Slim always said he belied in fairy tales, and the jet set utopia was his magical kingdom. Although he had been awarded the Purple Heart, he said the only beach worth landing on was "decorated with beautiful, seminude girls tanning in a tranquil sun."

Of course, the rich and their waters have had a racy past. We don't know for sure, but probably the apple did fall far from the pool in the Garden of Eden, and just picture what fun the Greeks and Romans got up to in their baths. It was no dull affair, that ancient Roman-style bathhouse Catherine the Great built at her palace in St. Petersburg, where she retreated to talk politics and receive her lovers. Potemkin, it was said, would come to Catherine wearing nothing but his dressing gown, untied, and a pink bandana. 

Until the early twentieth center, the typical country-house pool was a moss-covered man-made pond where one cooled oneself on hot summer days. The great blue pools of today began with the new millionaires in Hollywood. Emulating the Neptune pool at Hearst Castle or the celebrated pool at Pickfair, the home of Douglas Fairbanks and Mary Pickford, the 1920s studio chiefs and movie stars, like Narcissus to water, built pools in their backyards. It was a publicist's stroke of genius that started the trend of having the stars pose for publicity photographs at home poolside, oozing sex appeal in their bathing suits, but wholesome and domestic at the same time. Pools became the jewel in the crown of mid-twentieth-century home design, status, and social life.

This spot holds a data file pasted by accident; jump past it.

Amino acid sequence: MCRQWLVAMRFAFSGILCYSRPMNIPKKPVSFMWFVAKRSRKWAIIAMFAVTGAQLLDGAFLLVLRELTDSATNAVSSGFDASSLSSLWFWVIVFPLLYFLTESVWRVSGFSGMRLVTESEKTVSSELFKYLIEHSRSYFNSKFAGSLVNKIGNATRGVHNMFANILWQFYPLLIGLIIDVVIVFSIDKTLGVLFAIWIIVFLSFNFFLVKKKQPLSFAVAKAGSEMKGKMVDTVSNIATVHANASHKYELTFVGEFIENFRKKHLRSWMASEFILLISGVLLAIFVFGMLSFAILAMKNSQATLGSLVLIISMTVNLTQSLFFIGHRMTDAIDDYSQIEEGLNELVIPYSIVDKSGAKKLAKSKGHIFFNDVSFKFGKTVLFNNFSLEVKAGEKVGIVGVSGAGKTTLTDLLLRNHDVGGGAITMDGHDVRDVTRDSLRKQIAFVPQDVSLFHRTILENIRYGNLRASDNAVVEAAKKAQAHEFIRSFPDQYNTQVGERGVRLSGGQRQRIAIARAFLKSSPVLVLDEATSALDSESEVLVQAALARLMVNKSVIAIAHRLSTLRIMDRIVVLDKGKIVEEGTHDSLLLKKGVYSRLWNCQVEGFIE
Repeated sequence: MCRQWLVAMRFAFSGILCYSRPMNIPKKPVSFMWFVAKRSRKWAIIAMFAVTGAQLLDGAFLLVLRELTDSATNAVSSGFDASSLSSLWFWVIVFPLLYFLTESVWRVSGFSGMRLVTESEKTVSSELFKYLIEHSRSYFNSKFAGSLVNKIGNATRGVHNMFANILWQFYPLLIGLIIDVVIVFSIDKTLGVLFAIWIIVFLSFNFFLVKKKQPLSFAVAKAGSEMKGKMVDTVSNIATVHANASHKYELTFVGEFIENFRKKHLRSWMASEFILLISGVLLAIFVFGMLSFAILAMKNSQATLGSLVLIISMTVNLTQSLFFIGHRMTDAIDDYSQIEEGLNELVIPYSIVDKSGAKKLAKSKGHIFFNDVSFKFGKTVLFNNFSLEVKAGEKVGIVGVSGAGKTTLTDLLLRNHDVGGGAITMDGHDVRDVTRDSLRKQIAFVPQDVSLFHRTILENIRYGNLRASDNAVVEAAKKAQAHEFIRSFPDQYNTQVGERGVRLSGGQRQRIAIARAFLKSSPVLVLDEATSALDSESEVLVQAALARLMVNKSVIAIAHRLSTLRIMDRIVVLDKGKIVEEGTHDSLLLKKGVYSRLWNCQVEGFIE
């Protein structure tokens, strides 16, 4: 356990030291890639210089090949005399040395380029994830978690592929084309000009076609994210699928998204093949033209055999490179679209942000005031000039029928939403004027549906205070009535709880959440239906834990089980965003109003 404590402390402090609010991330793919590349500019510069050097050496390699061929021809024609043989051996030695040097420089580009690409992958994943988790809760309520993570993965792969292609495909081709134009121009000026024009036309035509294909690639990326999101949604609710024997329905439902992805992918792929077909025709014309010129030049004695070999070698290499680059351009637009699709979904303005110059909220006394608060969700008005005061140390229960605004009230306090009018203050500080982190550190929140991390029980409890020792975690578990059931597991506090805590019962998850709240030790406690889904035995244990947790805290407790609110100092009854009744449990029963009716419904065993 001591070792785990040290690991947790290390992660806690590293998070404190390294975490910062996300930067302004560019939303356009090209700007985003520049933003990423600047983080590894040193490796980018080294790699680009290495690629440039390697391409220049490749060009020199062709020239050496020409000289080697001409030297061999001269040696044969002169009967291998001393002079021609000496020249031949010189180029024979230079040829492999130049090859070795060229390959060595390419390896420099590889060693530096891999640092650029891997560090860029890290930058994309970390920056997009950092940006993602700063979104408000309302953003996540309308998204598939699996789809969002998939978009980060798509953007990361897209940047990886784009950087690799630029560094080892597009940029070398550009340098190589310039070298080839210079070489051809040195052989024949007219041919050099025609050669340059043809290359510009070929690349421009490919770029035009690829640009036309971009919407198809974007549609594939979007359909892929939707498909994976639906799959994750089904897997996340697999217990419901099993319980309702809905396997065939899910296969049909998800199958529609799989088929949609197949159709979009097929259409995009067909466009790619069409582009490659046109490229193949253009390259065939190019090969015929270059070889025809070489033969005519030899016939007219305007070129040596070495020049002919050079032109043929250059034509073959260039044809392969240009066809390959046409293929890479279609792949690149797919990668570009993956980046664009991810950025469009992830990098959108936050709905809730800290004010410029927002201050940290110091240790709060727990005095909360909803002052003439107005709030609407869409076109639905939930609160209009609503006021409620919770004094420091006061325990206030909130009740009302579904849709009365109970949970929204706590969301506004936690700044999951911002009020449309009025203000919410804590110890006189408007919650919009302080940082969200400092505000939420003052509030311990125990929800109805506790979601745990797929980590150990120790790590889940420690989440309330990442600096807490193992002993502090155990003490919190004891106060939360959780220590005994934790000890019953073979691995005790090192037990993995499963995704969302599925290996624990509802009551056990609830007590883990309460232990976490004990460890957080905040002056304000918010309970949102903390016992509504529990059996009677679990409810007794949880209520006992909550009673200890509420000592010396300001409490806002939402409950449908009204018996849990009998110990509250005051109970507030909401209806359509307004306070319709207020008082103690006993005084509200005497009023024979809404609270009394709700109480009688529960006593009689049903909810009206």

Close your eyes. Where is Slim Aarons taking you today? 

What is it like here, a typical jet set day?

First, let me tell you what it isn't. It is not like any music video you have seen where the men are living large, music blasting, cursing, yelling, and squirting champagne right from the bottle over Energizer-Bunny women lap-dancing near the caviar. 

No. Listen. 

The birds. The bougainvillea. Nature's stillness. Sweet jasmine. The glittering pool. A slow honeybee. What you will notice and remember most is the exquisite quiet of the rich. 

It is your typical jet set day. You wake up around ten and have breakfast in your room, brought to you on a tray; or if you are a morning sort you go down to the tarrace overlooking the pool. By eleven you are sitting at the pool with your host, rehashing what happened last night: the romances, the wine, the faux pas, any amusing bon mot. You don't have a cell phone, a laptop, or an iPod -- they haven't been invented yet -- so before you've come down to the pooll you have made your calls efficiently so as not to tie up your host's phone line, calling your wife, your lover, your children, your trust officer, your pharmacist (see Valium above)…

If you haven't done so already in your room, before the morning advances too far you might look at the International Herald Tribune in case anyone -- your host is always inviting neighbords and their houseguests for lunch and dinner -- brings up any front page news. 

By noon you are lying in the sun, just you and the other guests and the little lizards that dart about… don't be frightened, no one else is. Reverse Dorothy, the lizards mean you are, finallynot in Kansas anymore. You have had your first swim of the day and your first Bloody Mary or Bellini (champagne with fresh peach juice). Champagne is considered medicinal, a trusted jet set mood elevator, the bubbles and the sugar a divine pick me up, especially between eleven and noon, that tricky hour when whole days, if not entire years, have been known to go astray